Which One is Better: Bow Window or Bay Window?

Posted by improveranking on January 11th, 2020

Projected outward, a bow window or a bay window completely transform a living space. They make for a modern, yet classic addition to your aesthetics. At first glance, both bow windows and bay windows may look identical. However, there are many differences that exist between the two in terms of their appearance, cost, efficiency, installations, and others. This article looks at the pros and cons of both the windows to help you choose between bay or bow window replacement.


A bay window usually has three openings available in angled projections. Extending farther out, a bay window creates additional space near the window sill, and is suitable for most types of structures. The extended structure makes it difficult to install them when space limitations exist. Comparatively, bow windows are narrower and fit well next to sidewalks and other buildings. Their modern design is believed to be more appropriate for Victorian-style, classic houses.

Light and View

Both the windows allow for a good amount of light to enter, but given the curved structure and additional glass in a bow window, it allows for more light to come in. The curved design also gives a bow window an advantage with a panoramic view of the outside. It can be wrapped around a building, forming a unique turret shape and allowing view from two sides of the house, making bow window replacement preferred by many.


In a bow window, many small windows are set together; it is difficult to incorporate an easy opening mechanism without hampering the elegance of the design. This is why most bow windows have fixed glasses, not allowing for it to open. This limits the amount of air let into the house. On the contrary, bay windows are often casement windows, allowing for versatile opening mechanisms. They allow for far greater ventilation.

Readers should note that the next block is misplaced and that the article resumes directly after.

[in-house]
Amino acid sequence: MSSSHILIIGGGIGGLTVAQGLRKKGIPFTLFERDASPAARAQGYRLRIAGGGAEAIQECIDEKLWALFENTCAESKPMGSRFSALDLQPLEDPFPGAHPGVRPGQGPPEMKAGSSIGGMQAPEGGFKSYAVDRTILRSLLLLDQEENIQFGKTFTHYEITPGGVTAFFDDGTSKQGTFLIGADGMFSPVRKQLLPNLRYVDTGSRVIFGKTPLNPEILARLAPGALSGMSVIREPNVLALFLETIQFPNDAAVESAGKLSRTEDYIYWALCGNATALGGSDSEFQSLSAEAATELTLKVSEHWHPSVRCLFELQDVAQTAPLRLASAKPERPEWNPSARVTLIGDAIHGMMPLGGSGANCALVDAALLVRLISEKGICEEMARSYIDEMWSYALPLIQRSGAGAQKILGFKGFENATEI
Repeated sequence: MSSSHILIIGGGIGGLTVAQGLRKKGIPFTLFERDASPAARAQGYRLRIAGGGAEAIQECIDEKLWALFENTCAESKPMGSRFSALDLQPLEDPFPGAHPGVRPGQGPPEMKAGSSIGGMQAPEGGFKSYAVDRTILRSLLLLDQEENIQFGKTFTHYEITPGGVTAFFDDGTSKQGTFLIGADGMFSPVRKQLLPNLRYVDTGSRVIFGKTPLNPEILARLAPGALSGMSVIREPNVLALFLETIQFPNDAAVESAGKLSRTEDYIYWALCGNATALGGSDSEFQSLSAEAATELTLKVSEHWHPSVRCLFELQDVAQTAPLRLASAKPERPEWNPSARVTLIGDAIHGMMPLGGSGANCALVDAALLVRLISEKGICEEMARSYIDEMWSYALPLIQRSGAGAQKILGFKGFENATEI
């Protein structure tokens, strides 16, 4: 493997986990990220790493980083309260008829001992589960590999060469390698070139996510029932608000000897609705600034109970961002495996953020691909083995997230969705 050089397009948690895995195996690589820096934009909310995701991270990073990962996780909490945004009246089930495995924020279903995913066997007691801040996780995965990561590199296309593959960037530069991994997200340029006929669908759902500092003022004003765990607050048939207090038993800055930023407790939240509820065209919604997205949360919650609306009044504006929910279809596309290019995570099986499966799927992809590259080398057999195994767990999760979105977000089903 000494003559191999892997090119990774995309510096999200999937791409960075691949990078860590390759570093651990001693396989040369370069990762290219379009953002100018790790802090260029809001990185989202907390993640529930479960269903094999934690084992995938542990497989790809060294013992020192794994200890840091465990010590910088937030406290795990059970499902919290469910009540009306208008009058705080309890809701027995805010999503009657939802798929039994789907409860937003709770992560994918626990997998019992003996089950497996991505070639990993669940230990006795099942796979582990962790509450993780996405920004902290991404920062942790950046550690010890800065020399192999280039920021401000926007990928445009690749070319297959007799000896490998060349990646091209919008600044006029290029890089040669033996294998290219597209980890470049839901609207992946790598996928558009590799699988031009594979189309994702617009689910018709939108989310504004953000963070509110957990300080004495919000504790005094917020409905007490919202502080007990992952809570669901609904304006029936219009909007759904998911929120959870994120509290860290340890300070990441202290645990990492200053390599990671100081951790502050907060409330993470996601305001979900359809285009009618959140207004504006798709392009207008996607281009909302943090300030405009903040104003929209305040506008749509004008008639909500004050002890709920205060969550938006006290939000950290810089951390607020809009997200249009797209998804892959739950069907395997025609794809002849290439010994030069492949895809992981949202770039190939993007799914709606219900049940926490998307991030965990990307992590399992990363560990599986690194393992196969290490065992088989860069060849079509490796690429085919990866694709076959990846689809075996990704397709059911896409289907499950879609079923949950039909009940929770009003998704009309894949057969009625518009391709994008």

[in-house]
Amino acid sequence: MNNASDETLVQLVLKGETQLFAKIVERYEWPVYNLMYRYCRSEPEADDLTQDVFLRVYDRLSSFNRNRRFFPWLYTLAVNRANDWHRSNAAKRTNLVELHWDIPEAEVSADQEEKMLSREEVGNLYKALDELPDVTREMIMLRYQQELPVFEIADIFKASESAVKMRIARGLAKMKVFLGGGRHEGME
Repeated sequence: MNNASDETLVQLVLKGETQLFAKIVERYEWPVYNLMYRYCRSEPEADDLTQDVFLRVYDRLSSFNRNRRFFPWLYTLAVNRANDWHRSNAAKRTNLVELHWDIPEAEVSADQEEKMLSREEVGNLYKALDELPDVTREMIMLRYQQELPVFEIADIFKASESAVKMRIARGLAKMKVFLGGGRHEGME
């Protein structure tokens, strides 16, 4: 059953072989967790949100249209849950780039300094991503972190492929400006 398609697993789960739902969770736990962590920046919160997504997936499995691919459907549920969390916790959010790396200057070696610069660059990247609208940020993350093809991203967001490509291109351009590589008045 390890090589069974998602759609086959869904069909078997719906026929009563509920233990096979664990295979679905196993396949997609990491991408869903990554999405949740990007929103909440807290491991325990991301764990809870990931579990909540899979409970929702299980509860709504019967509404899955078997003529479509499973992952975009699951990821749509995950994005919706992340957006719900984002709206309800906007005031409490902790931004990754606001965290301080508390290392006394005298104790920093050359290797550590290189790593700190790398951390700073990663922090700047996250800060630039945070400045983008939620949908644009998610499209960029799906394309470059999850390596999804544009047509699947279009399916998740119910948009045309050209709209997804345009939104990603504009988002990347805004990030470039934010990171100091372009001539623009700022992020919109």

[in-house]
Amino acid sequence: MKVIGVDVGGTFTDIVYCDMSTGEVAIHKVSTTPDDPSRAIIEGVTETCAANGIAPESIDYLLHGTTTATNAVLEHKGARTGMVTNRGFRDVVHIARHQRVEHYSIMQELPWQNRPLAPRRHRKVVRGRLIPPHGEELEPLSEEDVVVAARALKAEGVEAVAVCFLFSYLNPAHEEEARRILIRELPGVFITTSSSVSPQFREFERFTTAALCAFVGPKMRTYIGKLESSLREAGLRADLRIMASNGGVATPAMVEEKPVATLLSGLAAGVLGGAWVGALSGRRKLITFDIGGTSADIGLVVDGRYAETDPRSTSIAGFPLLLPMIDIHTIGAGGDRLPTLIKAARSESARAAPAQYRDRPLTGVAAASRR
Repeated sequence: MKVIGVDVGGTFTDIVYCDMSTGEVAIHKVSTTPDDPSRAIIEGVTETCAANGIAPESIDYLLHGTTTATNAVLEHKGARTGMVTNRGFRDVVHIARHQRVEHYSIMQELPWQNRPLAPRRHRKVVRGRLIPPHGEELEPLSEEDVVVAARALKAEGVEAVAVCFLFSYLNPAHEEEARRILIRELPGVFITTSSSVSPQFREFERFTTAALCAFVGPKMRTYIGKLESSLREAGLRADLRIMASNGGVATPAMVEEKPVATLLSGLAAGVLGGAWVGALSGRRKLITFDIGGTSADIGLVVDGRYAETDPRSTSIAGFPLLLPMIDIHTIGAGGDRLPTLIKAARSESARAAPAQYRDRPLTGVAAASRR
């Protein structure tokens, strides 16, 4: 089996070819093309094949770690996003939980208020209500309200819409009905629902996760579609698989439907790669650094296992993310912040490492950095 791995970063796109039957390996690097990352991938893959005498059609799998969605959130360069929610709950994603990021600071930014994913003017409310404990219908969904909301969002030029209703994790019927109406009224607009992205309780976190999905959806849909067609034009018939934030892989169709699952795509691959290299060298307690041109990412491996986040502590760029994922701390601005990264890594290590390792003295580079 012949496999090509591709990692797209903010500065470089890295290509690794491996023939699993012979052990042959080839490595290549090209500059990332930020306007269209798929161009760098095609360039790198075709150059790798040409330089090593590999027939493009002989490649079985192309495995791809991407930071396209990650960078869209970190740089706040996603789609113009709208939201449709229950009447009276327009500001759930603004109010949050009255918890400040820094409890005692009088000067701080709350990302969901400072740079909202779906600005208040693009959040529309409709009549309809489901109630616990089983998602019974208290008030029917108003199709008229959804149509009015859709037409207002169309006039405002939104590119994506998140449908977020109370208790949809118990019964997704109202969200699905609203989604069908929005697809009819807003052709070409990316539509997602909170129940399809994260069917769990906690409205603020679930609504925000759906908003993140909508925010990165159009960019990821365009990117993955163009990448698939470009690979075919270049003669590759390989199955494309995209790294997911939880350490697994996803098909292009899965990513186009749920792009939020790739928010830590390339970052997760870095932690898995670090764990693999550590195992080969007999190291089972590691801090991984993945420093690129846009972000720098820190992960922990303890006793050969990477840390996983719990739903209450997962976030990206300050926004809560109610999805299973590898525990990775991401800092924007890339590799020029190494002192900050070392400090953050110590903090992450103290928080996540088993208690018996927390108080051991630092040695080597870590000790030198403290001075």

The cost of installing either of the two windows includes many individual costs such as labor costs, material costs, alcove, flooring, molding, and others. Given the greater number of individual windows in a bow window, it costs more than a bay window on average. A 5-panel bow window could cost around USD 3,500, while an 8-foot bay window could average around USD 2500. The labor costs, material costs, and repair costs are all higher for a bow window, making people neglect bow window replacement.


Both bow windows and bay windows are more complex to install and replace than a traditional flat window. The material, design, size, location, and many other factors determine the real complexity of the job. Given the larger size and weight of a bow window, it is often more complex to install. Even after installation, bow window replacement is a more tedious job out of the two replacements.


The decision between which window out of the two is the best, depends on not one but many factors. This decision is individual to each customer, depending upon his needs and requirements. A customer with budgetary constraints or one that prefers less complexity and more natural air in the air should opt for bay window replacement. A customer that wants a superior view and more elegant appearance should go for bow window replacement


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